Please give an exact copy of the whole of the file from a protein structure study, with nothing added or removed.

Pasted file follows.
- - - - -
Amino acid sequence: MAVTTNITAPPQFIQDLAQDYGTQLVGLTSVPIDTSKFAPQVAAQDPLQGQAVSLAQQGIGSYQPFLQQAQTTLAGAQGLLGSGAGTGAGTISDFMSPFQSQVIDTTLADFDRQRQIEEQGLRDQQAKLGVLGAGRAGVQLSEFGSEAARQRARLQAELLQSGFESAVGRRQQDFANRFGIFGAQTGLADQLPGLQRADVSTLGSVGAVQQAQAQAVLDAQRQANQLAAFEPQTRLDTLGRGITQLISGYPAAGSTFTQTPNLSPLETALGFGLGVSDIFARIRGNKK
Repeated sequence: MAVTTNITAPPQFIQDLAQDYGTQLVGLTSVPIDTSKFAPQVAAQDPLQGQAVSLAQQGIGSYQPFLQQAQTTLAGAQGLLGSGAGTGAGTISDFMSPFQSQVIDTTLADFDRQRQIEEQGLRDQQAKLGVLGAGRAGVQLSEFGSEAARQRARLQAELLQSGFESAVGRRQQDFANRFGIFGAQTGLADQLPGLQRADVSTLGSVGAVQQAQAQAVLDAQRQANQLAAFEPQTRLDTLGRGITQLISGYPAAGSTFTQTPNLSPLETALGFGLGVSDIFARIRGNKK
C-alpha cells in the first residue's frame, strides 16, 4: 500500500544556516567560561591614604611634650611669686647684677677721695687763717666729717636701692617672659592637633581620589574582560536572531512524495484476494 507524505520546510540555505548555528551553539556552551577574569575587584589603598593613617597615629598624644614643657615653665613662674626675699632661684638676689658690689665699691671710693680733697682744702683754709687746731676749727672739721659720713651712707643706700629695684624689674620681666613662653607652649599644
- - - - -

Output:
Amino acid sequence: MAVTTNITAPPQFIQDLAQDYGTQLVGLTSVPIDTSKFAPQVAAQDPLQGQAVSLAQQGIGSYQPFLQQAQTTLAGAQGLLGSGAGTGAGTISDFMSPFQSQVIDTTLADFDRQRQIEEQGLRDQQAKLGVLGAGRAGVQLSEFGSEAARQRARLQAELLQSGFESAVGRRQQDFANRFGIFGAQTGLADQLPGLQRADVSTLGSVGAVQQAQAQAVLDAQRQANQLAAFEPQTRLDTLGRGITQLISGYPAAGSTFTQTPNLSPLETALGFGLGVSDIFARIRGNKK
Repeated sequence: MAVTTNITAPPQFIQDLAQDYGTQLVGLTSVPIDTSKFAPQVAAQDPLQGQAVSLAQQGIGSYQPFLQQAQTTLAGAQGLLGSGAGTGAGTISDFMSPFQSQVIDTTLADFDRQRQIEEQGLRDQQAKLGVLGAGRAGVQLSEFGSEAARQRARLQAELLQSGFESAVGRRQQDFANRFGIFGAQTGLADQLPGLQRADVSTLGSVGAVQQAQAQAVLDAQRQANQLAAFEPQTRLDTLGRGITQLISGYPAAGSTFTQTPNLSPLETALGFGLGVSDIFARIRGNKK
C-alpha cells in the first residue's frame, strides 16, 4: 500500500544556516567560561591614604611634650611669686647684677677721695687763717666729717636701692617672659592637633581620589574582560536572531512524495484476494 507524505520546510540555505548555528551553539556552551577574569575587584589603598593613617597615629598624644614643657615653665613662674626675699632661684638676689658690689665699691671710693680733697682744702683754709687746731676749727672739721659720713651712707643706700629695684624689674620681666613662653607652649599644